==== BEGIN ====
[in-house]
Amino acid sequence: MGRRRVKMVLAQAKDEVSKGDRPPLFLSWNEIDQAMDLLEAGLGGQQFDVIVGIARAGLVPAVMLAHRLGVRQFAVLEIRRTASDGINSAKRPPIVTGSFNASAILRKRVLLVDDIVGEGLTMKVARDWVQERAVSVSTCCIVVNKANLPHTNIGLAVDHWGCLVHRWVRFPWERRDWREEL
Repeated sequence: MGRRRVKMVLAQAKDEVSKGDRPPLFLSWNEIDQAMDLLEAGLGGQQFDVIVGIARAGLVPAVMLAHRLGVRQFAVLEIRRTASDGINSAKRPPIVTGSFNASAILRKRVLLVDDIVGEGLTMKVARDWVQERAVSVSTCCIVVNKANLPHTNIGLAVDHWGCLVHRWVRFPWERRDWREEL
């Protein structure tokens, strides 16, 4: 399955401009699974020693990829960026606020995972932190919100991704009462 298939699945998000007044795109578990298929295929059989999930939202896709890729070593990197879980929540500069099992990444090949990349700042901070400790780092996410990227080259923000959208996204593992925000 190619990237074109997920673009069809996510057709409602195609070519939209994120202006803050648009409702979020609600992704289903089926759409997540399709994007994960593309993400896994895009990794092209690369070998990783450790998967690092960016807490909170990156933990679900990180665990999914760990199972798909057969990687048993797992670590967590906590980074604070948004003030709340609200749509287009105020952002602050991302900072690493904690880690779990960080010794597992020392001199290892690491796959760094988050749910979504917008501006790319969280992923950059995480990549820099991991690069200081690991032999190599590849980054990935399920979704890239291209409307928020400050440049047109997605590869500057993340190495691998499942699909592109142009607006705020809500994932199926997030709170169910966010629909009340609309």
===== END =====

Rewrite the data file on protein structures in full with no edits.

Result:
[in-house]
Amino acid sequence: MGRRRVKMVLAQAKDEVSKGDRPPLFLSWNEIDQAMDLLEAGLGGQQFDVIVGIARAGLVPAVMLAHRLGVRQFAVLEIRRTASDGINSAKRPPIVTGSFNASAILRKRVLLVDDIVGEGLTMKVARDWVQERAVSVSTCCIVVNKANLPHTNIGLAVDHWGCLVHRWVRFPWERRDWREEL
Repeated sequence: MGRRRVKMVLAQAKDEVSKGDRPPLFLSWNEIDQAMDLLEAGLGGQQFDVIVGIARAGLVPAVMLAHRLGVRQFAVLEIRRTASDGINSAKRPPIVTGSFNASAILRKRVLLVDDIVGEGLTMKVARDWVQERAVSVSTCCIVVNKANLPHTNIGLAVDHWGCLVHRWVRFPWERRDWREEL
């Protein structure tokens, strides 16, 4: 399955401009699974020693990829960026606020995972932190919100991704009462 298939699945998000007044795109578990298929295929059989999930939202896709890729070593990197879980929540500069099992990444090949990349700042901070400790780092996410990227080259923000959208996204593992925000 190619990237074109997920673009069809996510057709409602195609070519939209994120202006803050648009409702979020609600992704289903089926759409997540399709994007994960593309993400896994895009990794092209690369070998990783450790998967690092960016807490909170990156933990679900990180665990999914760990199972798909057969990687048993797992670590967590906590980074604070948004003030709340609200749509287009105020952002602050991302900072690493904690880690779990960080010794597992020392001199290892690491796959760094988050749910979504917008501006790319969280992923950059995480990549820099991991690069200081690991032999190599590849980054990935399920979704890239291209409307928020400050440049047109997605590869500057993340190495691998499942699909592109142009607006705020809500994932199926997030709170169910966010629909009340609309």